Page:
Thursday, August 1, 2013

5 Tips to Proving Family Folklore

Historical Atlas Clay County Mo (circa 1865)
Land Records, Deeds, and Historical Maps

At a3Genealogy we often receive requests to verify Grandpa’s story that he lived next door to Jesse James, Wyatt Earp, a variety of Big Band Leaders or another famous or infamous figure. But the question is “What is the process to research - prove or disprove - these stories?”

Where to Begin
To verify these stories several resources must be consulted:

  1. Basic Genealogy Research.  Both your ancestor and that of the “celebrity” must have a multi-generational genealogical research conducted based on the timeframe of the celebrity’s life. Several recent cases proved the family of the celebrity lived in close proximity of Grandpa’s family. But, Grandpa was not yet born. Our suggestion is to first review the celebrity’s history, it has probably already been research “ad nauseum” (but check for accuracy).
    Translation: Often family stories are retold using the incorrect generation.
  2. Census Analysis. Your Basic Genealogy Research will produce several US Federal and/or State Census for the timeframe.  These must be analyzed with a keen eye. We suggest the analysis include several pages of an Enumeration District research.
    Translation: Researchers should be familiar with Census Instructions.
  3. Land Deeds and Tax Records. Whereas Census Records may place your ancestor in the correct District, an accurate picture of land/house location can be found in land deeds. The descriptions of land - metes/bounds or the easier to follow Public Land Survey System - allows the researcher to accurately define land location. This analysis covers not only census years, but those years between the census.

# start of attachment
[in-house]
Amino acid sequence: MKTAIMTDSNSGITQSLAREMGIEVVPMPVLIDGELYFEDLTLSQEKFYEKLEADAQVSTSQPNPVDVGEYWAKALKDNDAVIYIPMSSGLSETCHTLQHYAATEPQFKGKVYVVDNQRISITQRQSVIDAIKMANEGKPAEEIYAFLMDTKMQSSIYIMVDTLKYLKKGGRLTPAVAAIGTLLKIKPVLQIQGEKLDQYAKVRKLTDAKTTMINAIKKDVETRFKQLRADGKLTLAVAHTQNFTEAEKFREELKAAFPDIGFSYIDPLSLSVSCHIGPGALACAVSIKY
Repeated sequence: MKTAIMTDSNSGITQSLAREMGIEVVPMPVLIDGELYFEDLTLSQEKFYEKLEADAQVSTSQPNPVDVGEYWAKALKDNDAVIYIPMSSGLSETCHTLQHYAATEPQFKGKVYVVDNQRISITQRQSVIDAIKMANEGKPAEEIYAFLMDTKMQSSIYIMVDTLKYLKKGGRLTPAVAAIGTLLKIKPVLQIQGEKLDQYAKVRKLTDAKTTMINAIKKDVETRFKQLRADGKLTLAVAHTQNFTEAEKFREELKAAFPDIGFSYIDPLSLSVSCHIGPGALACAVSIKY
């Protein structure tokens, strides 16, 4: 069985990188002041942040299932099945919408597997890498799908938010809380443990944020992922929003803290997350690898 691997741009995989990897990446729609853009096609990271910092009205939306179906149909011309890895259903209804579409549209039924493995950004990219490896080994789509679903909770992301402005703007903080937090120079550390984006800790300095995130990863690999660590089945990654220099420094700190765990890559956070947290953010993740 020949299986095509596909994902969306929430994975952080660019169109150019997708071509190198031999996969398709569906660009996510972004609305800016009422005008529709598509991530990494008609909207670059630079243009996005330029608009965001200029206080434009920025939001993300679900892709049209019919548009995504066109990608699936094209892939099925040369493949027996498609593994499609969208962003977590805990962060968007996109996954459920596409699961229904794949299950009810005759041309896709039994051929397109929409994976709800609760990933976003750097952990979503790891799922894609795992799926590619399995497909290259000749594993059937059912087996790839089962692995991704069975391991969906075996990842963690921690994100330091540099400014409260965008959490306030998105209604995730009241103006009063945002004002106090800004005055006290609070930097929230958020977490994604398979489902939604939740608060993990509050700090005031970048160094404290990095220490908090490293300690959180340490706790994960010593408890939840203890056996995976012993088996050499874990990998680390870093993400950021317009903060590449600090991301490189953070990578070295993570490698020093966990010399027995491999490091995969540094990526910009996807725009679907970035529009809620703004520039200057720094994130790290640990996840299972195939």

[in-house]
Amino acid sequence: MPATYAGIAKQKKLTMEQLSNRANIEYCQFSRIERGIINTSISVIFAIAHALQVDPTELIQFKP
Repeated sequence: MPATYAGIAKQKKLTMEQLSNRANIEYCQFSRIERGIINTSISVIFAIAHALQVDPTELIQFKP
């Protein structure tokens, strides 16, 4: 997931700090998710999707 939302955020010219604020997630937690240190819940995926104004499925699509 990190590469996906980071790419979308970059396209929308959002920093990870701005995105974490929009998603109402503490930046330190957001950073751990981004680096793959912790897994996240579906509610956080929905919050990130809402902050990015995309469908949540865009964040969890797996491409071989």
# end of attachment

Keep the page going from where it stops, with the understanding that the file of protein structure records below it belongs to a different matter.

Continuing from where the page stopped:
Translation: The Census Record only gives us a snapshot of where your ancestor resided on the date of enumeration.
  4. Historical Atlas, Gazetteers and Plat Maps. Plat Maps and Genealogy Research go hand-in-hand. Using the land descriptions of deeds, the researchers can accurately pinpoint Grandpa’s proximity to the celebrity’s family.  Be sure to reference Town Gazetteers. But our favorite at a3Genealogy, are detailed County Historical Atlases often noting landowner names or indexed by ownership.
    Translation: Families want to know how close Grandpa lived to the Celebrity. So if not next door, then where?
  5. Wills and Probates. Researchers would think census records, land deeds, and the town plat maps would provide enough information, but really…it doesn’t. Land ownership not noted in these resources may be referenced in Wills. The best part is land inherited and mentioned in Wills is often (not always) specified by its legal description, allowing the researcher to once again accurately plot the land.
    Translation: Be sure to conduct a “reasonable exhaustive search.”

Many of the articles on the a3Gen blog are in response to client or fellow-researcher questions. Hoping this gets you started on the road to proving (or disproving) your family folklore.

Kathleen Brandt

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